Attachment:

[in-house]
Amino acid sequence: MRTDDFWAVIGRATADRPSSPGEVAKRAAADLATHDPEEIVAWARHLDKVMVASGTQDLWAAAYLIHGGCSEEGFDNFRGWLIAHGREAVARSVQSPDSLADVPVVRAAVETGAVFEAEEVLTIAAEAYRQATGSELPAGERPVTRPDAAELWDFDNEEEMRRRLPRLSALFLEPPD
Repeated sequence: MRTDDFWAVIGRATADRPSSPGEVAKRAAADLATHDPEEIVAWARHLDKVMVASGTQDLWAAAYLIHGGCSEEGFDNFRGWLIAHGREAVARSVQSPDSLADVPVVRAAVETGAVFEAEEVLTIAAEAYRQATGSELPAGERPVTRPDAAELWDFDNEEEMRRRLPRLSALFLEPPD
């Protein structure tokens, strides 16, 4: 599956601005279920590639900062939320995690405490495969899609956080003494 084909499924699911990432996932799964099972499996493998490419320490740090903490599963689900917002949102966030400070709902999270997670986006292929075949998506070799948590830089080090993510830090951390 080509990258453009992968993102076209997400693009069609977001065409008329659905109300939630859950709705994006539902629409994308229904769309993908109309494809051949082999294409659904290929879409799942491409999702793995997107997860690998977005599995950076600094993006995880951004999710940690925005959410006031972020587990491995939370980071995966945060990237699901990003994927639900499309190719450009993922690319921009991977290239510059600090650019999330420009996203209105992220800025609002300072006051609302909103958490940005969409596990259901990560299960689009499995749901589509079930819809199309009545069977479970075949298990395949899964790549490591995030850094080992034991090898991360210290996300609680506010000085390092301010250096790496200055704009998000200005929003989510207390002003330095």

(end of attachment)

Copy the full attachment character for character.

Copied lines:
[in-house]
Amino acid sequence: MRTDDFWAVIGRATADRPSSPGEVAKRAAADLATHDPEEIVAWARHLDKVMVASGTQDLWAAAYLIHGGCSEEGFDNFRGWLIAHGREAVARSVQSPDSLADVPVVRAAVETGAVFEAEEVLTIAAEAYRQATGSELPAGERPVTRPDAAELWDFDNEEEMRRRLPRLSALFLEPPD
Repeated sequence: MRTDDFWAVIGRATADRPSSPGEVAKRAAADLATHDPEEIVAWARHLDKVMVASGTQDLWAAAYLIHGGCSEEGFDNFRGWLIAHGREAVARSVQSPDSLADVPVVRAAVETGAVFEAEEVLTIAAEAYRQATGSELPAGERPVTRPDAAELWDFDNEEEMRRRLPRLSALFLEPPD
């Protein structure tokens, strides 16, 4: 599956601005279920590639900062939320995690405490495969899609956080003494 084909499924699911990432996932799964099972499996493998490419320490740090903490599963689900917002949102966030400070709902999270997670986006292929075949998506070799948590830089080090993510830090951390 080509990258453009992968993102076209997400693009069609977001065409008329659905109300939630859950709705994006539902629409994308229904769309993908109309494809051949082999294409659904290929879409799942491409999702793995997107997860690998977005599995950076600094993006995880951004999710940690925005959410006031972020587990491995939370980071995966945060990237699901990003994927639900499309190719450009993922690319921009991977290239510059600090650019999330420009996203209105992220800025609002300072006051609302909103958490940005969409596990259901990560299960689009499995749901589509079930819809199309009545069977479970075949298990395949899964790549490591995030850094080992034991090898991360210290996300609680506010000085390092301010250096790496200055704009998000200005929003989510207390002003330095």